Public Face of Islam in Kumasi
By Gracia Clark
The cosmopolitan, bustling city of Kumasi, the second largest city in Ghana, is home to a diverse population drawn to its commercial opportunities from many countries, whether in West Africa or many other parts of the world. Its Muslim community represents a conspicuous and significant aspect of that diversity, both culturally and economically. Although Kumasi proudly proclaims itself the historic capital of the Asante Confederacy, with its pre-colonial empire, it has another prominent legacy as the gateway city to the northern half of Ghana. Asante and members of other Akan and Ewe ethnic groups from the more prosperous southern half of Ghana make up the majority of Kumasi residents, but its substantial minority of Muslims and other Northerners completes its distinctive character.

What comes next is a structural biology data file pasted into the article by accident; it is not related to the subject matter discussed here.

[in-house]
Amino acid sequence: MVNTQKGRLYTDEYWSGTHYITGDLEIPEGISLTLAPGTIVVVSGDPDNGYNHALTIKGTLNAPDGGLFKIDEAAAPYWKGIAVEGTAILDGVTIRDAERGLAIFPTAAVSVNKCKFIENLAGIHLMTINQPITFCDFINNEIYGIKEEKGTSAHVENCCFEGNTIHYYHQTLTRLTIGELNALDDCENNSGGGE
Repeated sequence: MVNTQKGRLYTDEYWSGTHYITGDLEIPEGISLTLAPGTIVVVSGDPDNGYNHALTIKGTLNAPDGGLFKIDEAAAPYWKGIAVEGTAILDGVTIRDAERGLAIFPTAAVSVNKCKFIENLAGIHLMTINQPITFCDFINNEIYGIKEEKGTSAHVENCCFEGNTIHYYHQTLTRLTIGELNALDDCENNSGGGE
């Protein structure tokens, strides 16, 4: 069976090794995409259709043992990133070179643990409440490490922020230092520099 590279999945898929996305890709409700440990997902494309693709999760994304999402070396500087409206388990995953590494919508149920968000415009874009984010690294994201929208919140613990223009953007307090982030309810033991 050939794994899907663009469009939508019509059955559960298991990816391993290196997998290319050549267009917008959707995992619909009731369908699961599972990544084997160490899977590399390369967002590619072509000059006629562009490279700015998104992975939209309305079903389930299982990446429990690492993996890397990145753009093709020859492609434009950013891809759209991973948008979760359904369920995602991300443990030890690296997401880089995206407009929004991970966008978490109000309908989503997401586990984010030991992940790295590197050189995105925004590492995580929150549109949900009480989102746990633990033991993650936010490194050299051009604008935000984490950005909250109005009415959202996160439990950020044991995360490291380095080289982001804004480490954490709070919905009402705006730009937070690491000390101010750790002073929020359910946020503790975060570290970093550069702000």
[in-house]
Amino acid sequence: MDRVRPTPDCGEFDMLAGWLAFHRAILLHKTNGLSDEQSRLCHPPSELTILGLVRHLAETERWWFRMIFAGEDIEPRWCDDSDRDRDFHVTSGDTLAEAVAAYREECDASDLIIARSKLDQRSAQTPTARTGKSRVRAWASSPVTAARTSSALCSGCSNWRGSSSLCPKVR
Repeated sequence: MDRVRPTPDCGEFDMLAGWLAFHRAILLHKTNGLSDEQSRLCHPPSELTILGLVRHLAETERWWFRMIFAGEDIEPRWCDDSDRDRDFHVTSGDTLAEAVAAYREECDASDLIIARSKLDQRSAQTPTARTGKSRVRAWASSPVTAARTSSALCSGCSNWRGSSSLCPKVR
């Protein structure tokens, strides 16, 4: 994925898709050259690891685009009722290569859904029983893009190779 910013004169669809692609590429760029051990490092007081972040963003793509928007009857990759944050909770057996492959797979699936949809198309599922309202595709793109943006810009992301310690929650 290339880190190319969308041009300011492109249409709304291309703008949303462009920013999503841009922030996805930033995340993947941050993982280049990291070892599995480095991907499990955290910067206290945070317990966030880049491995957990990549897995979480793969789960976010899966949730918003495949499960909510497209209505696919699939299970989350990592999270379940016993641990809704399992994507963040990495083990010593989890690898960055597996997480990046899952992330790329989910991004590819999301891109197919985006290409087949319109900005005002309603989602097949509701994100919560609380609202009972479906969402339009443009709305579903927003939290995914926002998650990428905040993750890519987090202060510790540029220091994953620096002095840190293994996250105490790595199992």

An introduction to the membership and history of Kumasi's Islamic community and its importance to the city.
The 2011 city-wide parade on Eid-al-Fitr, the holiday celebrating the completion on the annual Ramadan fast.
Family and neighborhood celebrations of life stage transitions and other daily and seasonal religious occasions.
Muslims in visible or typical occupations throughout the city.
Formal and informal education for men, women and children in schools affiliated with mosques or the state education system.
Images of daily life in Kumasi's Muslim neighborhoods.